In addition, ICAO member states can act to ensure that Russia is not rewarded with unnecessary influence within the organization. Specifically, Russia is running for reelection to the influential ICAO Council. The U.S. and allies need to pull out all the stops to block this effort. ICAO’s reputation is already tarnished after years of Chinese leadership. Allowing an international pariah to win reelection to the ICAO Council will further damage its credibility and, worse, give Russia an opportunity to further undermine the ICAO mission.

Unlike ICAO, individual nations do have more pointed options to punish Russia. The United States and others have closed airspace to Russian flights. The U.S. Federal Aviation Administration (FAA)ICAO Headquarters also downgraded its air safety rating for Russia because Moscow’s Federal Agency for Air Transport does not comply with ICAO safety standards. Inside ICAO, Washington should work to have other nations impose similar sanctions. Indeed, the U.S. should push to have ICAO issue a public warning about potential safety concerns about Russia and its airlines.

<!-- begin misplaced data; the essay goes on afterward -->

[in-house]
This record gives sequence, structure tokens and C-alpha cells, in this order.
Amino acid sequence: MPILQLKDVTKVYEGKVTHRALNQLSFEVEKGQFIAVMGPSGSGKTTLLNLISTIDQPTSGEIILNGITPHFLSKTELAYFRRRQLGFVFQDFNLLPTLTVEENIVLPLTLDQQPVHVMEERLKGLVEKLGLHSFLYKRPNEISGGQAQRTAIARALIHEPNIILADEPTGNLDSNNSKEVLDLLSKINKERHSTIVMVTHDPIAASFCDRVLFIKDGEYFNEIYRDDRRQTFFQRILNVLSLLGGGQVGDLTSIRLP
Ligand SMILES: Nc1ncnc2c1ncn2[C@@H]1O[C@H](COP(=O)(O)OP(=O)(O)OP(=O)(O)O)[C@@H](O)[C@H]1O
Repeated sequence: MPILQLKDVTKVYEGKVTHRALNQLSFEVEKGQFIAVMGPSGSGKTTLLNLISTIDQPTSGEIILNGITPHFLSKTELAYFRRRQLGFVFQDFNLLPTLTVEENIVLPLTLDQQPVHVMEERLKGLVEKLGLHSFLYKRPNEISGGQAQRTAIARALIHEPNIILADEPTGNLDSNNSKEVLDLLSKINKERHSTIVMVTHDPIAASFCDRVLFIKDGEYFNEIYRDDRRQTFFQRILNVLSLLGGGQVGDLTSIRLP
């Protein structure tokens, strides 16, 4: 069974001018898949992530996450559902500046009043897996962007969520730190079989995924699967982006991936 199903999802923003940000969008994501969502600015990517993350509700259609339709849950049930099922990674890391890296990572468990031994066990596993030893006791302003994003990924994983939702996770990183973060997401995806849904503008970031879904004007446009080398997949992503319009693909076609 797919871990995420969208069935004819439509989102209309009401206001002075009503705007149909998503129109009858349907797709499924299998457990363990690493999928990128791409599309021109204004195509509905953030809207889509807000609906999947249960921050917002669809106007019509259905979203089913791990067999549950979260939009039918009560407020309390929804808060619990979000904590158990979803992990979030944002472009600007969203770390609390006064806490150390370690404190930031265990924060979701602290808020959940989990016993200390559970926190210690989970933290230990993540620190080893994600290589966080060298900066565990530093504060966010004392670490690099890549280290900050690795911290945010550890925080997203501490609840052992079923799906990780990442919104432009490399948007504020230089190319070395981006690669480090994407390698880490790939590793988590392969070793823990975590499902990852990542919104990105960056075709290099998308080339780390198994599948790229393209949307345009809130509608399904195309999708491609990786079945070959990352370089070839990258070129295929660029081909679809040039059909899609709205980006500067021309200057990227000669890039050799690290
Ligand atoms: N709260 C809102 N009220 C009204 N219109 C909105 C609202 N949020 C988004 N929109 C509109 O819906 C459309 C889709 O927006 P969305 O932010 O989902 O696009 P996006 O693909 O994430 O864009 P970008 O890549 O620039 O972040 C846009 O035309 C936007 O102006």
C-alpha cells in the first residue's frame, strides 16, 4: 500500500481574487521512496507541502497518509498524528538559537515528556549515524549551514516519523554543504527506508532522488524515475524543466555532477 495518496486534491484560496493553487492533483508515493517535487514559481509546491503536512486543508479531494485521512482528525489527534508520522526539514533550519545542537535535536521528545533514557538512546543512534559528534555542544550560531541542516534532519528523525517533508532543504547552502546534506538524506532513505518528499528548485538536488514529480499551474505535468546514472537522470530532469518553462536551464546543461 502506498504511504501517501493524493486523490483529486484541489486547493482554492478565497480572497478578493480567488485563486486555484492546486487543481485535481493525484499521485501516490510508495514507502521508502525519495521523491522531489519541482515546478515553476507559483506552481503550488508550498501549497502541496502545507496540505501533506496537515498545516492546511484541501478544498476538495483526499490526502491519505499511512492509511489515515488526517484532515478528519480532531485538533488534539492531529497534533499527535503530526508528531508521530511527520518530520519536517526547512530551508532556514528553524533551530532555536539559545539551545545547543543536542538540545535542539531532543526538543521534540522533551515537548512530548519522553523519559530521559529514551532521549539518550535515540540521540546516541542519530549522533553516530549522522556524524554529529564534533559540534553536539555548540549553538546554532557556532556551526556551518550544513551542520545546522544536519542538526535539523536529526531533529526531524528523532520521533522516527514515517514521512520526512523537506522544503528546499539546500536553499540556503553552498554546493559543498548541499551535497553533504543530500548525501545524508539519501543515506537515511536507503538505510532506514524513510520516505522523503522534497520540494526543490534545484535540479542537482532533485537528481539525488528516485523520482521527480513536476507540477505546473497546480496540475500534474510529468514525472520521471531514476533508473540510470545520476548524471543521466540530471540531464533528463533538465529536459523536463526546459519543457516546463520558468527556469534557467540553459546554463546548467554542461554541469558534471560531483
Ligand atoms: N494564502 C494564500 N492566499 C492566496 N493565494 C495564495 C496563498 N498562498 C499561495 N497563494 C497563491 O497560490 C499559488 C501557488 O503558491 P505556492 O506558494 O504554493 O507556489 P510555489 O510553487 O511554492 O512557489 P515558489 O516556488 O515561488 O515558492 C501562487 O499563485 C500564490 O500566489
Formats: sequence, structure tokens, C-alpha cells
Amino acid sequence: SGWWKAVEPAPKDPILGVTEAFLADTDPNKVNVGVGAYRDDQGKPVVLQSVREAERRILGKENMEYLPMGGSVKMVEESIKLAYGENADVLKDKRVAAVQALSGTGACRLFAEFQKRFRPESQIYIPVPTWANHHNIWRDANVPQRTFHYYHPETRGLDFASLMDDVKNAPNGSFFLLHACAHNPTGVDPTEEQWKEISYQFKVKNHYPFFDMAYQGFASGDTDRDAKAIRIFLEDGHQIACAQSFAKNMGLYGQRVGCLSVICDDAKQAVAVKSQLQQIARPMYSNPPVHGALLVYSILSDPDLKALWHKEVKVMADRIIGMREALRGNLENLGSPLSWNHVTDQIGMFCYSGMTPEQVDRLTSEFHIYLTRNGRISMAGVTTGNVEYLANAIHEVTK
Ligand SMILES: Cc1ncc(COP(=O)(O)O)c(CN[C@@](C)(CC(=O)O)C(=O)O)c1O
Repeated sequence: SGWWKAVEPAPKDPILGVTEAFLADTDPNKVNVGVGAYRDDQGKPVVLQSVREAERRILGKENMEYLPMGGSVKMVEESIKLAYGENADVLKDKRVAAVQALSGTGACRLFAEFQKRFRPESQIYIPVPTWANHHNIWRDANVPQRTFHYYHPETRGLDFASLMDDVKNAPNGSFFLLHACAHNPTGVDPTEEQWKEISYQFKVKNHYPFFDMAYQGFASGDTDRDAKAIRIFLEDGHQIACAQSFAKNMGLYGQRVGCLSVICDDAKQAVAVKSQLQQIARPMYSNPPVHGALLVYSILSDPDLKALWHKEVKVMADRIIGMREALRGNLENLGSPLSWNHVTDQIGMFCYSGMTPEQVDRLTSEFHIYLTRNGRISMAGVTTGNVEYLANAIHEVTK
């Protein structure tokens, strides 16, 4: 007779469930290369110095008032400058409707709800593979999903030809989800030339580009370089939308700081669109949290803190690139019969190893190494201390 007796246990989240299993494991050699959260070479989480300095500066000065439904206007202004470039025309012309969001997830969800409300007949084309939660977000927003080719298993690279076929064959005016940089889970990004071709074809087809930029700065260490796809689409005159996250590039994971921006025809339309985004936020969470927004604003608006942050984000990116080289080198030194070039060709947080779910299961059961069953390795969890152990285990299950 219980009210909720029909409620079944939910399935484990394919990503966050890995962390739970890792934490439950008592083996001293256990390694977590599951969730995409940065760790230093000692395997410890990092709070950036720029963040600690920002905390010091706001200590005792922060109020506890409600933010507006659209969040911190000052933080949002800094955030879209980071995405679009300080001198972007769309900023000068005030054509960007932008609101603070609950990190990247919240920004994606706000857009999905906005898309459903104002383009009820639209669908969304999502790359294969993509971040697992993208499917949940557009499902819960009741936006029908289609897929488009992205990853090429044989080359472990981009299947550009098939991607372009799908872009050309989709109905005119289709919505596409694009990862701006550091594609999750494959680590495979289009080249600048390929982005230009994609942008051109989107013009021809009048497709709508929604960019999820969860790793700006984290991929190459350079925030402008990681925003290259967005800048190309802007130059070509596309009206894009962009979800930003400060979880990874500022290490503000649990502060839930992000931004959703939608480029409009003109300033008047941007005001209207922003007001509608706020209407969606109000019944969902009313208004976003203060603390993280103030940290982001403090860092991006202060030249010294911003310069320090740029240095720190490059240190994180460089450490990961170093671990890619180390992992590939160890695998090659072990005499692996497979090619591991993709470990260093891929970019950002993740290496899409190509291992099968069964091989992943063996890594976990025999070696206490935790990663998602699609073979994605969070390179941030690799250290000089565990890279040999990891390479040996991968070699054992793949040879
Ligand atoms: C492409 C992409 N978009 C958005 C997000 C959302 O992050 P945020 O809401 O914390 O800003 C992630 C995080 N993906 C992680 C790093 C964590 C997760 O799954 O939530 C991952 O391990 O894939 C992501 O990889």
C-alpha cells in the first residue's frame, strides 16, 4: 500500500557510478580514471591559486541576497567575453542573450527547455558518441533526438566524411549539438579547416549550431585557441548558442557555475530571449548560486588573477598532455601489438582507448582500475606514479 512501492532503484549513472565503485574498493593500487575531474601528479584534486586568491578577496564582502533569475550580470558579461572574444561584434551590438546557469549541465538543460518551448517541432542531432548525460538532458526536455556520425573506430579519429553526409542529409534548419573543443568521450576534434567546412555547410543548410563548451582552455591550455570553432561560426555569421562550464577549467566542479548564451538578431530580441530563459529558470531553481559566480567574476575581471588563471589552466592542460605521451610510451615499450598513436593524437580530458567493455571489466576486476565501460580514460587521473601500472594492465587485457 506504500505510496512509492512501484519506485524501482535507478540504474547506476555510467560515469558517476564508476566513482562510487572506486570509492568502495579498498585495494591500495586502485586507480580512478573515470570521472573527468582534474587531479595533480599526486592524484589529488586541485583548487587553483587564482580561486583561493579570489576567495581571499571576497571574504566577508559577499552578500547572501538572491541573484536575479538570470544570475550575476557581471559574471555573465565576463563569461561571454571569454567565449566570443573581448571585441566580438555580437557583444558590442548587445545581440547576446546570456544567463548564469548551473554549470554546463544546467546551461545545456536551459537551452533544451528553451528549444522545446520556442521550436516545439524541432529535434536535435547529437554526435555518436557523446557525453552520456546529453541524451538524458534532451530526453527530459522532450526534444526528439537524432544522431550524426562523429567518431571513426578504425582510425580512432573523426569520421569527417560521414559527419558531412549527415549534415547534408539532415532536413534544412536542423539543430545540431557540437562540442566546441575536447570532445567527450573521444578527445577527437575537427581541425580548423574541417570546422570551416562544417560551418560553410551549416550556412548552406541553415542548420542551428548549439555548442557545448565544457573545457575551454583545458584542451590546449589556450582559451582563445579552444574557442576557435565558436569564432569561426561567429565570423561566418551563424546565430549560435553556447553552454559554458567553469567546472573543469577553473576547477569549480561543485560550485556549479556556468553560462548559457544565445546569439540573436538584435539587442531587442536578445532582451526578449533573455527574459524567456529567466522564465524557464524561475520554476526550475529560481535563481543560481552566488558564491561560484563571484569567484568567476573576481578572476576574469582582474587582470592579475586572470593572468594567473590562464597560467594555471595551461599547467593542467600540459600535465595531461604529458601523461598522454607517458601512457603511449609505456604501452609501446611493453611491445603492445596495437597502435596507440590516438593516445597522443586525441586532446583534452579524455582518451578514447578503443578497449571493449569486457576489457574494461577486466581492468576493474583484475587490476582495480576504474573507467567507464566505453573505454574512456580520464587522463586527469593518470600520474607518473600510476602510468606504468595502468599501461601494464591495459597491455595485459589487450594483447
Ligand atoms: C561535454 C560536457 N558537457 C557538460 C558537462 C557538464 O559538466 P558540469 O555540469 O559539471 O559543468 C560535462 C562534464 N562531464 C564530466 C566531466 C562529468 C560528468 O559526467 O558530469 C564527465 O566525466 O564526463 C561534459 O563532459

With a little bit of leadership, the United States (the largest contributor to the ICAO budget) could begin to broaden Russia’s pariah status and reclaim international organizations for legitimate democratic governments. It’s a shame that Captain Chesley “Sully” Sullenberger chose to leave his posting as the Biden administration’s ambassador to ICAO after six months. But his departure should not signal a U.S. abdication of responsibility.

U.S. leadership is needed to counter China, Russia and other states that flout international rules and to help ensure that civilian passengers are protected from military aggression.

Brett Schaefer is The Heritage Foundation’s Jay Kingham Fellow in International Regulatory Affairs. Danielle Pletka is a distinguished senior fellow in foreign and defense policy studies at the American Enterprise Institute.